>> do think that core plugins would be also put on a different level
>> than 3rd party plugins (and this is what people are afraid of).
>> I've never worked where there has been a 100% ban on plugins. As
>> someone else said it's a sliding scale. I use Google XML sitemaps,
>> wp-db-backup, and one or two others without any thoughts of writing
>> the functionality again.
>> To improve plugins I'd love to see a 'checklist' that rates a
>> plugin. I'd expect to see easily if a plugin totally cleans up
>> after itself, will backup the data it introduced...It would also be
>> great for WP to check to see if plugins are noted as version
>> compatible before you upgrade and warn you which plugins are not
>> Mike Schinkel wrote:
>>> On Jun 19, 2010, at 12:29 PM, Christopher Ross wrote:
>>>> I have a government client which runs 50+ WordPress websites
>>>> (both inside and outside firewalls) and no plugins are allowed on
>>>> the site, with no exceptions. This includes stripping internal
>>>> update calls, pings etc. from the core before a site can be
>>>> upgraded and I know from experience, big companies are the same.
>>> On Jun 19, 2010, at 1:17 PM, Curtis McHale wrote:
>>>> I've also worked with a company that doesn't like plugins at all.
>>>> Caching can be done easily without a plugin so we didn't use it.
>>>> I personally also dislike plugins on my sites so avoid them at
>>>> all costs. If anything can be done easily without them that's how
>>>> it's done.
>>> I find that fascinating. I would love to hear, for my benefit and
>>> the benefit of all on the list, what the specific concerns they
>>> have about using plugins and the rationale for not using them?
>>> Maybe there are things we could improve/change that would resolve
>>> their concerns?
>>> Are their reasons tangible or intangible? For example, do they
>>> dislike plugins:
>>> 1.) Because admins can enable/disable them and thus potentially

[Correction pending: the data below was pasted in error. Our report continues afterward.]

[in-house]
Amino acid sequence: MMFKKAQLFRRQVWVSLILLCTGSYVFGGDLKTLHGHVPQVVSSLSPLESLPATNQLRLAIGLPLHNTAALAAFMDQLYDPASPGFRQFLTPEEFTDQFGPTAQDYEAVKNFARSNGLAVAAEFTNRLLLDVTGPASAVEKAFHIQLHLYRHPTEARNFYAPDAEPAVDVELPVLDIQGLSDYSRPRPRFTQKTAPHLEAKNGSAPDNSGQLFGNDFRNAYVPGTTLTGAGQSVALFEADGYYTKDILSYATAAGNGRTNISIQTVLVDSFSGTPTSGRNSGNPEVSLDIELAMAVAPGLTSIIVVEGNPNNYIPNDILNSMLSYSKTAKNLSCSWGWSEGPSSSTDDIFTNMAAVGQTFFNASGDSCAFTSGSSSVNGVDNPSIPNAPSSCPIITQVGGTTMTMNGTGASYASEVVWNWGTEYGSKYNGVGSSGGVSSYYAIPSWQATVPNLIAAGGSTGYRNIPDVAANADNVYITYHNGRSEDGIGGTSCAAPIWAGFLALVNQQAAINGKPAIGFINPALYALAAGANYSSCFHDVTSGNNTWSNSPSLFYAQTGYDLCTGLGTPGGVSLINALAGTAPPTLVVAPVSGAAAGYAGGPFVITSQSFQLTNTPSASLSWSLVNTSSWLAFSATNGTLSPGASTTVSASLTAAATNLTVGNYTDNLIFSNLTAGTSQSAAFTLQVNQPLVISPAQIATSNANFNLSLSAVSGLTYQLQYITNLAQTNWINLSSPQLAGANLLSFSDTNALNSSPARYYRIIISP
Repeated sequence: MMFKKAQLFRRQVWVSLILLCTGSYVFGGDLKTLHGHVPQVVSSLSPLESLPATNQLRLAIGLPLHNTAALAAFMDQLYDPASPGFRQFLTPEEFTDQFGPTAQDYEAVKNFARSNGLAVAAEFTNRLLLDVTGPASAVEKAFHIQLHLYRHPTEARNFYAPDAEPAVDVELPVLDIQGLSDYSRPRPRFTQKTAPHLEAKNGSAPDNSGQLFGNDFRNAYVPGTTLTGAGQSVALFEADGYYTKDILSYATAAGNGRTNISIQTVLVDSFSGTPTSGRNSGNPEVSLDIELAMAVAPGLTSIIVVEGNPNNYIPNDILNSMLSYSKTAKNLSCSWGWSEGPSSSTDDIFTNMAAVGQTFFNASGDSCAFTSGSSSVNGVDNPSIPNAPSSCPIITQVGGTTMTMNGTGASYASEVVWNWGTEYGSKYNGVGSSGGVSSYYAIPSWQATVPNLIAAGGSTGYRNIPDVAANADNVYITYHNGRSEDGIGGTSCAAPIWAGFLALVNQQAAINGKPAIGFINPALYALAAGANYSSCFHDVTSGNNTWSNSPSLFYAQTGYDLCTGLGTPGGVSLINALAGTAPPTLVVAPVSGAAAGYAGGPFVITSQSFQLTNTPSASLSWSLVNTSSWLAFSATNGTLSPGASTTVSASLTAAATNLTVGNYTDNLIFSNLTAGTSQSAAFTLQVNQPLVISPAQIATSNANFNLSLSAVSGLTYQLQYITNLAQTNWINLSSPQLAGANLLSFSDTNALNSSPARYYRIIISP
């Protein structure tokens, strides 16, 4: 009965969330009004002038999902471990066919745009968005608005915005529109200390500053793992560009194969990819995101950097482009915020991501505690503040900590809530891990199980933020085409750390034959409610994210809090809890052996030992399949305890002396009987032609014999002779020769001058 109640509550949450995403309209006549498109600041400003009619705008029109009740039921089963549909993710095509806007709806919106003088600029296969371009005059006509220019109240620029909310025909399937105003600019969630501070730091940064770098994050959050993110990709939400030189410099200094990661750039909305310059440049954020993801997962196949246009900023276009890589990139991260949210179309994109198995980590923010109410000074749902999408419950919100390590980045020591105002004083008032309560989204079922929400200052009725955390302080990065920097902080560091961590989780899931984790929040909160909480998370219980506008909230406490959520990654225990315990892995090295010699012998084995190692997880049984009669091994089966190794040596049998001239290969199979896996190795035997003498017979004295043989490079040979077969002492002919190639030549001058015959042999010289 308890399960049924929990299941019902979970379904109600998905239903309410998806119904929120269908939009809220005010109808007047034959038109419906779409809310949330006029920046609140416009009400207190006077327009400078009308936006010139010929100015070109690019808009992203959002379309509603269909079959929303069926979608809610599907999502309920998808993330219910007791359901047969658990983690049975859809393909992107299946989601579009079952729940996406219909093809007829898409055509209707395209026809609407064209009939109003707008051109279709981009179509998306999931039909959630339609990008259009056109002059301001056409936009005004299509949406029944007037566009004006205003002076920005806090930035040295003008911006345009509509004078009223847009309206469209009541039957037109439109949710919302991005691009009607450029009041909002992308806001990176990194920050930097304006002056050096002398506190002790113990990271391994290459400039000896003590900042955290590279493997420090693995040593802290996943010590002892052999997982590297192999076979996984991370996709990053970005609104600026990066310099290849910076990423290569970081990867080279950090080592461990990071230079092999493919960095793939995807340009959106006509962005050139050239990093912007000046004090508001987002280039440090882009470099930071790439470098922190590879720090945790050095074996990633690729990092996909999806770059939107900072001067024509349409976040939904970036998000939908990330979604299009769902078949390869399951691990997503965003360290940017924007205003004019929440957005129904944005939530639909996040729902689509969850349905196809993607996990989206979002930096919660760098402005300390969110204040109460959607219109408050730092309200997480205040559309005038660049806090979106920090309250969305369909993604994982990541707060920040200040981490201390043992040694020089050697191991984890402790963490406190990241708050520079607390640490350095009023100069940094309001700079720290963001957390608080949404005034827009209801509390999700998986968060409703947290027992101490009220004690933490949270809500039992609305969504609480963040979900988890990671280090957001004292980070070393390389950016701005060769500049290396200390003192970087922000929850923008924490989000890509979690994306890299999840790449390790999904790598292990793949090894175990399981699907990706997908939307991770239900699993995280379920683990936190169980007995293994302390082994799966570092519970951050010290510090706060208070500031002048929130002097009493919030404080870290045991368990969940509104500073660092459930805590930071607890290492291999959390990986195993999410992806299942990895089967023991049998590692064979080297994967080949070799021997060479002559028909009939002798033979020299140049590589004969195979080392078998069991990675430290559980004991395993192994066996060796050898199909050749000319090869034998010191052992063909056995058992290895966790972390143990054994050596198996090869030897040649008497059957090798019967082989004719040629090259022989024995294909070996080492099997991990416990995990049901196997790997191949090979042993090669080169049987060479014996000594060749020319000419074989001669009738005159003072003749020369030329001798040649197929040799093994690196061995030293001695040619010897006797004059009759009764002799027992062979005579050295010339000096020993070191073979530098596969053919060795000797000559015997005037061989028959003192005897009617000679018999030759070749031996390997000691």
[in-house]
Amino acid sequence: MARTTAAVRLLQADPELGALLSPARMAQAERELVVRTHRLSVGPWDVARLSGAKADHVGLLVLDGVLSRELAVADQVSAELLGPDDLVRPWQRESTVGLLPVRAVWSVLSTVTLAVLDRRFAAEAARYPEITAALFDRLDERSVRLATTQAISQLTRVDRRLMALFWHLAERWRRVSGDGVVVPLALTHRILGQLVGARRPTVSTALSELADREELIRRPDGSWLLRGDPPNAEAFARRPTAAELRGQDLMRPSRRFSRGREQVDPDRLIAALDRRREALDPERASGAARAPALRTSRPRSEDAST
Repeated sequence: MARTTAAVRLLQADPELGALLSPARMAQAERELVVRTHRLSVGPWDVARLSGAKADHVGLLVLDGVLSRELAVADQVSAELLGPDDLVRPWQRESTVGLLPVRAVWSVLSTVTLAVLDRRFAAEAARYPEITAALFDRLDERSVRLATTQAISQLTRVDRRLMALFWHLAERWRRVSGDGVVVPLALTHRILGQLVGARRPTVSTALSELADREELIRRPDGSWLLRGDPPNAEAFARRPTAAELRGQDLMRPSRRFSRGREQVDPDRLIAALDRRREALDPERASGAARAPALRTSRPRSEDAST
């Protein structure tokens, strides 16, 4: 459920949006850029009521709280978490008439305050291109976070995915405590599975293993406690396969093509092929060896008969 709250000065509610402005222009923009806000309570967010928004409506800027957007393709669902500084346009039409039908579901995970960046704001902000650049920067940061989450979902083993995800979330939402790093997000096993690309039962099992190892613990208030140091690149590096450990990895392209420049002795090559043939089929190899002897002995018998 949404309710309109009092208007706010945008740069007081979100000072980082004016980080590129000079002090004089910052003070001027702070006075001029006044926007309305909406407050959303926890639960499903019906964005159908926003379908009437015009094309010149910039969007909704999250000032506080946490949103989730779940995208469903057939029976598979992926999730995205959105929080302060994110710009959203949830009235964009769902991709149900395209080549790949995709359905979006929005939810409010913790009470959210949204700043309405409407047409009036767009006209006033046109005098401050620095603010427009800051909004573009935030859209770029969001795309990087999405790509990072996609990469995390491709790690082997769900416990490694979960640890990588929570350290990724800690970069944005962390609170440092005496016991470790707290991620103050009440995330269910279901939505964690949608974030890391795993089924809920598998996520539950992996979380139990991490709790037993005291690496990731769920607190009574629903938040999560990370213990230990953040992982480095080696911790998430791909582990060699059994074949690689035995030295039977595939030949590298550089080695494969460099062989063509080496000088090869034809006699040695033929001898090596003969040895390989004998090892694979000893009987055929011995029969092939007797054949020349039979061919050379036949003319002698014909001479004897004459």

>>> break the site?
>>> 2.) Because they believe plugins slow down a site?
>>> 3.) Because they feel that plugins are not as well tested nor as
>>> well "supported" as core WordPress?
>>> 4.) Are they concerned about plugins that don't clean up after
>>> 5.) Do they require Askimet *not* be used because it is bundled as
>>> a plugin and not as core?
>>> 6.) Would they have a different view of core plugins vs. other
>>> 7.) Will they have the same opinion 100% prohibition of plugins as
>>> plugins that support vertical market functionality emerge that are
>>> specific to their business cases?
>>> 8.) I wonder if they understand that almost all the same code for
>>> a plugin can be put in a theme and if they have any issues with
>>> the same code in the theme?
>>> 9.) Is there something else?
>>> 10.) Or is it all simply a knee-jerk reaction because they assume
>>> anything labeled "plugin" is bad?
>>> I'm not at all debating their perspective but instead simply
>>> wanting to understand it. By understanding it we as a community
>>> might be able to make the situation better for them and still
>>> achieve many of the goals of the WordPress community.
>>> wp-hackers mailing list
>>> wp-hackers at lists.automattic.com
>> Curtis McHale